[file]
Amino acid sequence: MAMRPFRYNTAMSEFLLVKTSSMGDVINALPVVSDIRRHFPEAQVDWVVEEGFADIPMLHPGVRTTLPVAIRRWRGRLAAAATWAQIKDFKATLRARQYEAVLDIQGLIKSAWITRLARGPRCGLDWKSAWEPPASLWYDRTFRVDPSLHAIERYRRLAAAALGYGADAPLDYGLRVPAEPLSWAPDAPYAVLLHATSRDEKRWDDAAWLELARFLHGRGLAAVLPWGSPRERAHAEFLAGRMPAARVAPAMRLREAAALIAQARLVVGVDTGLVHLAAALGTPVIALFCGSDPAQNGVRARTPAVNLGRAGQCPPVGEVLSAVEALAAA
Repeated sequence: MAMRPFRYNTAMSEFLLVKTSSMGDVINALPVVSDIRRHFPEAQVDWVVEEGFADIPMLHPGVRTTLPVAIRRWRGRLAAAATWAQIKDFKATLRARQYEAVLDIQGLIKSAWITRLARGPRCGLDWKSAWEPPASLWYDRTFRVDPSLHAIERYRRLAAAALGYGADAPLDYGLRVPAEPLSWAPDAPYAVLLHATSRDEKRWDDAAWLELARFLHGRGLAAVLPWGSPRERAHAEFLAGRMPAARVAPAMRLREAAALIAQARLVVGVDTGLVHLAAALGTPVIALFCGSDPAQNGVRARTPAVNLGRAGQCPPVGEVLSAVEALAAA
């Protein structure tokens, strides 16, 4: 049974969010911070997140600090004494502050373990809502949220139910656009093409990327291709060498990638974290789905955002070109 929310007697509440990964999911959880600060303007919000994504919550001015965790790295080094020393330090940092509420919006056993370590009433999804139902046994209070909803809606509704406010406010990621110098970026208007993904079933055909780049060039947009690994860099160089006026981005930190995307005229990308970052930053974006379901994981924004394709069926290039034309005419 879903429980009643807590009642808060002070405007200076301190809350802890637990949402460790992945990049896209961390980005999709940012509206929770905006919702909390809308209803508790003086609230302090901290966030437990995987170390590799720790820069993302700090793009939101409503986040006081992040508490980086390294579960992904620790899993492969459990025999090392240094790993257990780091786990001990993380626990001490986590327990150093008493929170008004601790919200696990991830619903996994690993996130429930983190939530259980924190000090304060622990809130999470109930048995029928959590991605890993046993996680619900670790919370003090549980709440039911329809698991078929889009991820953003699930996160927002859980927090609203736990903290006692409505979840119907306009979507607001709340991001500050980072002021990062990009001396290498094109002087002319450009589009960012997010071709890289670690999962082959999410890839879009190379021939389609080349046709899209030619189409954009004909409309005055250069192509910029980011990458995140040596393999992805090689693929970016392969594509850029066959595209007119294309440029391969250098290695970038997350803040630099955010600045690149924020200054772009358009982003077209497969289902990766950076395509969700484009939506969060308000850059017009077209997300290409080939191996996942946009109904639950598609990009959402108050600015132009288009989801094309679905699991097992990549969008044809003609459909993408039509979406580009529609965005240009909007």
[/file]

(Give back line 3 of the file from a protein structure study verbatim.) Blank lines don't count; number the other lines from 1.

């Protein structure tokens, strides 16, 4: 049974969010911070997140600090004494502050373990809502949220139910656009093409990327291709060498990638974290789905955002070109 929310007697509440990964999911959880600060303007919000994504919550001015965790790295080094020393330090940092509420919006056993370590009433999804139902046994209070909803809606509704406010406010990621110098970026208007993904079933055909780049060039947009690994860099160089006026981005930190995307005229990308970052930053974006379901994981924004394709069926290039034309005419 879903429980009643807590009642808060002070405007200076301190809350802890637990949402460790992945990049896209961390980005999709940012509206929770905006919702909390809308209803508790003086609230302090901290966030437990995987170390590799720790820069993302700090793009939101409503986040006081992040508490980086390294579960992904620790899993492969459990025999090392240094790993257990780091786990001990993380626990001490986590327990150093008493929170008004601790919200696990991830619903996994690993996130429930983190939530259980924190000090304060622990809130999470109930048995029928959590991605890993046993996680619900670790919370003090549980709440039911329809698991078929889009991820953003699930996160927002859980927090609203736990903290006692409505979840119907306009979507607001709340991001500050980072002021990062990009001396290498094109002087002319450009589009960012997010071709890289670690999962082959999410890839879009190379021939389609080349046709899209030619189409954009004909409309005055250069192509910029980011990458995140040596393999992805090689693929970016392969594509850029066959595209007119294309440029391969250098290695970038997350803040630099955010600045690149924020200054772009358009982003077209497969289902990766950076395509969700484009939506969060308000850059017009077209997300290409080939191996996942946009109904639950598609990009959402108050600015132009288009989801094309679905699991097992990549969008044809003609459909993408039509979406580009529609965005240009909007």